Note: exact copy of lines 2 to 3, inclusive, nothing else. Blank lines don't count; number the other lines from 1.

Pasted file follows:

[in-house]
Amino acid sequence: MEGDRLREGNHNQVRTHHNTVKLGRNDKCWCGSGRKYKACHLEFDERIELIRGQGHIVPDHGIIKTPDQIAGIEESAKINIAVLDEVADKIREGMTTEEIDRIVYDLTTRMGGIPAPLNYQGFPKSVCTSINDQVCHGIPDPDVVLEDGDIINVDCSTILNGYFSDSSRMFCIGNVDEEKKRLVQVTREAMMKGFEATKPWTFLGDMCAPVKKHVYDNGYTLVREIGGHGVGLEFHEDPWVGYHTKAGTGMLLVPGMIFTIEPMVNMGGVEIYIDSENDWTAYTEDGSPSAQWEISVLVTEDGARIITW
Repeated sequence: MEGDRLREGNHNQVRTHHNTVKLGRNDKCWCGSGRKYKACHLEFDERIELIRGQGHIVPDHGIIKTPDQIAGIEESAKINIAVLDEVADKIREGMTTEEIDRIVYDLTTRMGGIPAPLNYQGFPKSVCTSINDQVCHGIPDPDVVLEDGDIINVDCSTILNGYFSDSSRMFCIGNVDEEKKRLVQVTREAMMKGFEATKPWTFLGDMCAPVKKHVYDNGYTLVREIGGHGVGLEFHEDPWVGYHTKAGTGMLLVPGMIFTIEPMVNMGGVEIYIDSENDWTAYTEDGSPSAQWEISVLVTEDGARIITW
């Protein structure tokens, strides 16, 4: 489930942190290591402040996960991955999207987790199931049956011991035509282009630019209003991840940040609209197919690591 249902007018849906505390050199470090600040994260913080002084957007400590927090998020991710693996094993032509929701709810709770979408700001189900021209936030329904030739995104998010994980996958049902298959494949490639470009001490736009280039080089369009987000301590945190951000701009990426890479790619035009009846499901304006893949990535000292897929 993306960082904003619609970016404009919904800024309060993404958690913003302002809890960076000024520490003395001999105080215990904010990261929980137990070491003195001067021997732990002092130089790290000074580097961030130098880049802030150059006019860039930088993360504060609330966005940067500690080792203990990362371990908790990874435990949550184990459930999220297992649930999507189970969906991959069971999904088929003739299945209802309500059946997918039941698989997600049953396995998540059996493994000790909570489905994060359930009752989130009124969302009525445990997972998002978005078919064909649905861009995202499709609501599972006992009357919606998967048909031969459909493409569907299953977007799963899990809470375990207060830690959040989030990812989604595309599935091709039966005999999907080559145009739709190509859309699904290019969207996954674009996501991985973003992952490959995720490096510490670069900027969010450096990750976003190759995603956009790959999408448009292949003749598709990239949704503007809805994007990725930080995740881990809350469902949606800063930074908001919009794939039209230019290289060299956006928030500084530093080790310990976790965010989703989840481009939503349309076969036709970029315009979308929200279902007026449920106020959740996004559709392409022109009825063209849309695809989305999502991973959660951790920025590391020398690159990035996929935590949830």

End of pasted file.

Amino acid sequence: MEGDRLREGNHNQVRTHHNTVKLGRNDKCWCGSGRKYKACHLEFDERIELIRGQGHIVPDHGIIKTPDQIAGIEESAKINIAVLDEVADKIREGMTTEEIDRIVYDLTTRMGGIPAPLNYQGFPKSVCTSINDQVCHGIPDPDVVLEDGDIINVDCSTILNGYFSDSSRMFCIGNVDEEKKRLVQVTREAMMKGFEATKPWTFLGDMCAPVKKHVYDNGYTLVREIGGHGVGLEFHEDPWVGYHTKAGTGMLLVPGMIFTIEPMVNMGGVEIYIDSENDWTAYTEDGSPSAQWEISVLVTEDGARIITW
Repeated sequence: MEGDRLREGNHNQVRTHHNTVKLGRNDKCWCGSGRKYKACHLEFDERIELIRGQGHIVPDHGIIKTPDQIAGIEESAKINIAVLDEVADKIREGMTTEEIDRIVYDLTTRMGGIPAPLNYQGFPKSVCTSINDQVCHGIPDPDVVLEDGDIINVDCSTILNGYFSDSSRMFCIGNVDEEKKRLVQVTREAMMKGFEATKPWTFLGDMCAPVKKHVYDNGYTLVREIGGHGVGLEFHEDPWVGYHTKAGTGMLLVPGMIFTIEPMVNMGGVEIYIDSENDWTAYTEDGSPSAQWEISVLVTEDGARIITW